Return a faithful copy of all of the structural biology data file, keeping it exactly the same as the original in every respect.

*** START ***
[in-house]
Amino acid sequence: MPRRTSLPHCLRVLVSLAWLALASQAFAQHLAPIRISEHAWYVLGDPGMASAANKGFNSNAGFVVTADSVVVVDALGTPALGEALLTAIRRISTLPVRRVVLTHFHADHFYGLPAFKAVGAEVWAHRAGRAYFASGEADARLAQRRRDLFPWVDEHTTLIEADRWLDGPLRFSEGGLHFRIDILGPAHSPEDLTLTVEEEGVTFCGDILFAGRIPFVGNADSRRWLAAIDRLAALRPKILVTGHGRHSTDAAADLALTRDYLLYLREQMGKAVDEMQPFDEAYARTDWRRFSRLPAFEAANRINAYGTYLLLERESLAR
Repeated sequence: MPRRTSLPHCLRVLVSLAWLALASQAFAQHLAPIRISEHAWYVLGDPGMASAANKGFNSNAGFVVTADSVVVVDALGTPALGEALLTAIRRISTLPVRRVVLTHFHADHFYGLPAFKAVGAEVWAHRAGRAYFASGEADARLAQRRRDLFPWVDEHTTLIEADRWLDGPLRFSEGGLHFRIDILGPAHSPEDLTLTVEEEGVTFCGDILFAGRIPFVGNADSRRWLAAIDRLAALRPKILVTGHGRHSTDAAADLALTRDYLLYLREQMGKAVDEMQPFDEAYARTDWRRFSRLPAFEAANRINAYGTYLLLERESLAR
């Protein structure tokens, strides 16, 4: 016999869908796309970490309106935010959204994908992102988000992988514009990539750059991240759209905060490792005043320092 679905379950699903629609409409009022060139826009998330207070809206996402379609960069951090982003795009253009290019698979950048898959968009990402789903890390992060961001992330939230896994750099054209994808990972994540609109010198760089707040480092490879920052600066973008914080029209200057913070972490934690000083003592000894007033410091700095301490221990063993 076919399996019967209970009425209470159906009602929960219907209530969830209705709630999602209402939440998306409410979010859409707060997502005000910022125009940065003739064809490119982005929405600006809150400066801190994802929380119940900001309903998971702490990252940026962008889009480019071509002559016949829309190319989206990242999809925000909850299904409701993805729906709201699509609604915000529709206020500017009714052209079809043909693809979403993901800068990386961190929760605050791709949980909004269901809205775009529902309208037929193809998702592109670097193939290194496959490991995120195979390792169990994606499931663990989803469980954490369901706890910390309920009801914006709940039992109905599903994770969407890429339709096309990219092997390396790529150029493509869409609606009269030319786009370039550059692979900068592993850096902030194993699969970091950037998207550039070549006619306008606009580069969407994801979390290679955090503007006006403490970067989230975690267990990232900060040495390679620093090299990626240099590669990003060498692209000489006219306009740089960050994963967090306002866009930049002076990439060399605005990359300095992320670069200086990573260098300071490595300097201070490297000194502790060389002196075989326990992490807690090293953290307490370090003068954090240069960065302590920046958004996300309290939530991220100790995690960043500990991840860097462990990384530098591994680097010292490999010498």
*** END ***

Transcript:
[in-house]
Amino acid sequence: MPRRTSLPHCLRVLVSLAWLALASQAFAQHLAPIRISEHAWYVLGDPGMASAANKGFNSNAGFVVTADSVVVVDALGTPALGEALLTAIRRISTLPVRRVVLTHFHADHFYGLPAFKAVGAEVWAHRAGRAYFASGEADARLAQRRRDLFPWVDEHTTLIEADRWLDGPLRFSEGGLHFRIDILGPAHSPEDLTLTVEEEGVTFCGDILFAGRIPFVGNADSRRWLAAIDRLAALRPKILVTGHGRHSTDAAADLALTRDYLLYLREQMGKAVDEMQPFDEAYARTDWRRFSRLPAFEAANRINAYGTYLLLERESLAR
Repeated sequence: MPRRTSLPHCLRVLVSLAWLALASQAFAQHLAPIRISEHAWYVLGDPGMASAANKGFNSNAGFVVTADSVVVVDALGTPALGEALLTAIRRISTLPVRRVVLTHFHADHFYGLPAFKAVGAEVWAHRAGRAYFASGEADARLAQRRRDLFPWVDEHTTLIEADRWLDGPLRFSEGGLHFRIDILGPAHSPEDLTLTVEEEGVTFCGDILFAGRIPFVGNADSRRWLAAIDRLAALRPKILVTGHGRHSTDAAADLALTRDYLLYLREQMGKAVDEMQPFDEAYARTDWRRFSRLPAFEAANRINAYGTYLLLERESLAR
């Protein structure tokens, strides 16, 4: 016999869908796309970490309106935010959204994908992102988000992988514009990539750059991240759209905060490792005043320092 679905379950699903629609409409009022060139826009998330207070809206996402379609960069951090982003795009253009290019698979950048898959968009990402789903890390992060961001992330939230896994750099054209994808990972994540609109010198760089707040480092490879920052600066973008914080029209200057913070972490934690000083003592000894007033410091700095301490221990063993 076919399996019967209970009425209470159906009602929960219907209530969830209705709630999602209402939440998306409410979010859409707060997502005000910022125009940065003739064809490119982005929405600006809150400066801190994802929380119940900001309903998971702490990252940026962008889009480019071509002559016949829309190319989206990242999809925000909850299904409701993805729906709201699509609604915000529709206020500017009714052209079809043909693809979403993901800068990386961190929760605050791709949980909004269901809205775009529902309208037929193809998702592109670097193939290194496959490991995120195979390792169990994606499931663990989803469980954490369901706890910390309920009801914006709940039992109905599903994770969407890429339709096309990219092997390396790529150029493509869409609606009269030319786009370039550059692979900068592993850096902030194993699969970091950037998207550039070549006619306008606009580069969407994801979390290679955090503007006006403490970067989230975690267990990232900060040495390679620093090299990626240099590669990003060498692209000489006219306009740089960050994963967090306002866009930049002076990439060399605005990359300095992320670069200086990573260098300071490595300097201070490297000194502790060389002196075989326990992490807690090293953290307490370090003068954090240069960065302590920046958004996300309290939530991220100790995690960043500990991840860097462990990384530098591994680097010292490999010498």